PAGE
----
Iraqi Civil War, Official Start Date
It's been obvious for a long time that Iraq would devolve into civil war. As in, it was almost a foregone conclusion even before "the Coalition Forces" invaded. Right up until the bombing started, Saddam didn't fear a US invasion. He still had his forces prudently positioned against Iran, Kurdish separatists, and domestic Shiites.
For those of you who watch the news and see the subject brought up by airbrushed morons or artfully avoided by people with stars on their shoulders, you can stop now. The need for debate ended on Saturday. I had hoped to kick off the civil war myself by announcing it this week, but the Kurds beat me to it. The Iraqi civil war officially started on Saturday, September 2nd, 2006, when Massoud Barzani (the be-toweled dude pictured above) passed down an edict to stop flying the Iraqi state flag. I mean, look at Barzani. Isn't he just a big teddy bear? Go ahead, give him a big hug. Remember Fort Sumter, in the War Between the States? First thing the Southerners did was take down the Stars and Stripes and run up Ol' Dixie. I realize the nattering nabobs of networktivity have to fill a lot of airtime, but the case is closed. The Kurds just said they're no longer part of Iraq.
The neat thing about this is, Kurdistan has the most oil in Iraq, and also the closest thing to a real army. They're sure going to need both. The fulcrum of the conflict is in Kirkuk. That's where the oil nexus is and where the serious war will start. Logic dictates the US will back the Kurds to keep Turkey and Iranian proxies (amongst others) from invading them, but logic has been having an off decade, so you never know.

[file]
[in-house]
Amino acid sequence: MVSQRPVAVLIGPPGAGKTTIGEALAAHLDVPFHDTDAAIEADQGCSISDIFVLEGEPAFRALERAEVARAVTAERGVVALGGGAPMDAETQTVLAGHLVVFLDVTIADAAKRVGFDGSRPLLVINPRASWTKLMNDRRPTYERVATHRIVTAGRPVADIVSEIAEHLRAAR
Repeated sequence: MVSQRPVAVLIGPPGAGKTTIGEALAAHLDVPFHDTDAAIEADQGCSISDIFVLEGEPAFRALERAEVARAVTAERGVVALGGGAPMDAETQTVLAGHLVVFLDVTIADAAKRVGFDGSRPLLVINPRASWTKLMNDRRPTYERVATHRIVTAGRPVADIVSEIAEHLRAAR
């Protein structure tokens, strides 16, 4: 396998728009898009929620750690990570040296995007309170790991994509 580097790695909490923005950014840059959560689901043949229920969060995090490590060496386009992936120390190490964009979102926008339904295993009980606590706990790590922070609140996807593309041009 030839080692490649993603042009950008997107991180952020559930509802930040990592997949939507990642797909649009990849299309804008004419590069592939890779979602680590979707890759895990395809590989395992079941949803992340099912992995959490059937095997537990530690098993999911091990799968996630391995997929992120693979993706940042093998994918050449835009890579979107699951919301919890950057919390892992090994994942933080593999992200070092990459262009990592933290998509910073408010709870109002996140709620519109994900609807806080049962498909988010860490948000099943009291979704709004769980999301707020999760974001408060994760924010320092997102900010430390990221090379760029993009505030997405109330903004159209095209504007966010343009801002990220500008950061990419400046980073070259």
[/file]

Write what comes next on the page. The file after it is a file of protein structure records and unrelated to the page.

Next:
Update: I'm totally psyched. Somehow, a very knowledgeable commenter re: Iraq came here and wrote something very true:
The Kurds are taking their time. They're saving up billions of dollars, building a massive military force, and de-Arabising the north. When the time comes for them to declare independence--and according to a referendum in which 80% of Iraqi Kurds participated, 98.7% do indeed want independence--they will do so, and there is nothing anyone will be able to do to stop them. There will be no fighting because the Arabs would have no means of doing so.
The rest of the comment also correctly notes I make it sound like rejecting the flag happened all at once. It didn't. And agreed, the Arabs have no means of fighting the Kurds army-to-army. But that doesn't mean that fighting hasn't already occurred, or won't keep occurring, on less classical terms. My main assumptions are that the Kurds will take the oilfields west of Kirkuk in the short term, an act which meets my definition of a Civil War. As does a Sunni yet again blowing up the oil pipeline which crosses the Kirkuk province. In the long term, everyone around the Kurds will covet what they have, and I believe over time they face a tough go of it against Turkey and possibly Iran, with a lot of continuing low-level guerilla conflict against Sunni Arabs, and probably Shiites. In military terms, if you can't get the oil you deny it to your enemies, and it's much easier to blow up pipelines and facilities than it is to protect them. It kind of depends on your definition of Civil War, but the Kurds are now aggressors, and have been since they signed an oil drilling deal without anyone's approval last December.